Jazz breaking news: Dalek riffs and tub thumping abandon from Leverton Fox and Sons of Kemet at the Vortex

Friday, January 6, 2012

The fox as most city dwellers know is a pretty common sight, rooting around gardens and alleyways at all times of the day and night, skulking for tasty scraps and terrorising domestic pets as well as unsuspecting humans.

A much rarer beast Leverton Fox, spotted opening for Sons of Kemet at the Vortex last night, nonetheless shared much in common with its vulpine namesake, full of agreeably feral Radiophonic workshop-driven rumblings from the undergrowth.

With leftover scraps pointing very occasionally to In A Silent Way-period Miles Davis, courtesy of Alex Bonney’s sparingly wielded trumpet, a certain mysterious laptop scavenging from Sam Britton’s electronics and the distant drum beats of Tim Giles ominous at the back of the stage like many a good fox ingeniously was both there in front of you and immediately way off in the distance.

Particularly towards the end of the set Giles’s tribal beats seemed to sum up the new anti-religion of Leverton Fox based on a frank amalgam of improv-friendly electronica that avoids the tired ticks and clichés of click-glitch nebulousness. A second album to follow Country Dances is apparently in the works, and while at times the trio feel as if they’re trailing the tail lights of a car on an empty motorway you do get the impression that this particular fox does get trapped near the bins occasionally as their dalek riffs prove just that bit too tricky.

The Vortex was completely full for this very well put together double bill which built in momentum as the night progressed. After an ecstatic set back in October Sons of Kemet still have a mystique about them as they have yet to release an album, and you feel as if you’re in on a tasty secret. While Jazz on 3  listeners have had a chance to hear the band on the radio, surely it’s only a matter of time before the wider world catches on and the big jazz festivals take the plunge and put this band on in a good slot. They’re easily the most exciting band to come my way on the new Brit-Jazz scene over the last year. Beginning with ‘Burn’ and with ‘Going Home’, and the epically grumpy ‘Book of Disquiet’ and later ‘The Junglist’, the band has enough good material to put together an album although sequencing the songs might be tricky. After all there’s plenty of energy from everyone, but the issue is clarifying the grab bag of styles and pacing the material. They can make people get up and move, and sure enough girls in fashionable jumpers were dancing around by the end, and yet there was also plenty of impressive improvising going on too as the band has an irresistible momentum about it without ever dumbing down. Tom Skinner’s Afrobeat driven drum lines given light and shade by Seb Rochford at the back cooking up dazzling breaks like a suddenly big haired Heston Blumenthal is only one aspect of the group, which has so much going for it. Shabaka Hutchings provides two lines of attack, the more heart on the sleeve and gutsy stuff confined to tenor saxophone, whereas the clarinet episodes tend to have a mesmerising and thoughtful dimension hinting at the opaqueness of much contemporary classical music filtered by a more melancholic side. Oren Marshall on this showing was more in the background apart from a few mighty grunts that seemed to swallow up the band and audience whole within his customised tuba’s whale-like belly.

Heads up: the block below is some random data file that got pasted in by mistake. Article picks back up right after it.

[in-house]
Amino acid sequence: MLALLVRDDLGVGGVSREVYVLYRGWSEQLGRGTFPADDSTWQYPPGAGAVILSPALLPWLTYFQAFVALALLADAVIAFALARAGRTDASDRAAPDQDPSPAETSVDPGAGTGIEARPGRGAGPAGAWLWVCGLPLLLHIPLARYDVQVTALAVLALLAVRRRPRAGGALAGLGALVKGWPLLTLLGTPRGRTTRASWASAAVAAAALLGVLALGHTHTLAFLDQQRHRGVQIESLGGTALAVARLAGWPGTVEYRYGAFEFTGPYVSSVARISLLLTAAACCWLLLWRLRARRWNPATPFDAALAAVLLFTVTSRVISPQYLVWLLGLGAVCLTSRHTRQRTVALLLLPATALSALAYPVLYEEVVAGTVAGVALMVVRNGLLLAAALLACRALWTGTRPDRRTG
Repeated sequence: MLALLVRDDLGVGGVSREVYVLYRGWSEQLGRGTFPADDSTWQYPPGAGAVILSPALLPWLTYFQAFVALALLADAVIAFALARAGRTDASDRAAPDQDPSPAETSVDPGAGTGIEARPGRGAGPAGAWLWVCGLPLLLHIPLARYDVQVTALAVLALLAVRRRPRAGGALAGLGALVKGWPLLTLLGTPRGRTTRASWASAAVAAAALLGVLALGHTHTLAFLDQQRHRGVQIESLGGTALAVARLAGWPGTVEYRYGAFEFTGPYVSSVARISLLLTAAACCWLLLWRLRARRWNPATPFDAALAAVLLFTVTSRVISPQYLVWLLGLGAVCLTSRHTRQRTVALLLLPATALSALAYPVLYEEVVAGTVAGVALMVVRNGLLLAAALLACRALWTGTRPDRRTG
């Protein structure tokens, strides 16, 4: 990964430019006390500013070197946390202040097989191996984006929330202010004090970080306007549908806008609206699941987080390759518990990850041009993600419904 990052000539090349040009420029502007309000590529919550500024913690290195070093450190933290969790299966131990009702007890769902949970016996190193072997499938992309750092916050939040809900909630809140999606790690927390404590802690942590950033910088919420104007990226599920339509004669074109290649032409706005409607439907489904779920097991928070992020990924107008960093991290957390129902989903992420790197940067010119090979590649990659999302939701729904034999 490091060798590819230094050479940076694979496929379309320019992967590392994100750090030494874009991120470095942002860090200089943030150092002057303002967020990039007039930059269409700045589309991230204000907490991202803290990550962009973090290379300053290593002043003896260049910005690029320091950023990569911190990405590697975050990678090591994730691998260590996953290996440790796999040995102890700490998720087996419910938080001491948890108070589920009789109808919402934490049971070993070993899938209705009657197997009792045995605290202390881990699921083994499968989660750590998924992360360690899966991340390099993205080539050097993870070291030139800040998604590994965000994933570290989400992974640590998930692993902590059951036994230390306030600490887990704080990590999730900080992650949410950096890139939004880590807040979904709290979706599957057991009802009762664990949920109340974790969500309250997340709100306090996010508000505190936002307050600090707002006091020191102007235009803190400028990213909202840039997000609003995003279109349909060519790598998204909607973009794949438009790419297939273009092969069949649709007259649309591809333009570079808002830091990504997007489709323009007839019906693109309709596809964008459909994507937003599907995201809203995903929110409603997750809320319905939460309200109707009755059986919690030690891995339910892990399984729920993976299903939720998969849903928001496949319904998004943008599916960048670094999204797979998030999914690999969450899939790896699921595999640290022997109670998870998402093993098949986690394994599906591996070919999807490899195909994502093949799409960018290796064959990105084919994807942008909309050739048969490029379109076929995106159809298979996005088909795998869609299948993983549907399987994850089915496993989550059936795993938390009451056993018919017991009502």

Stephen Graham

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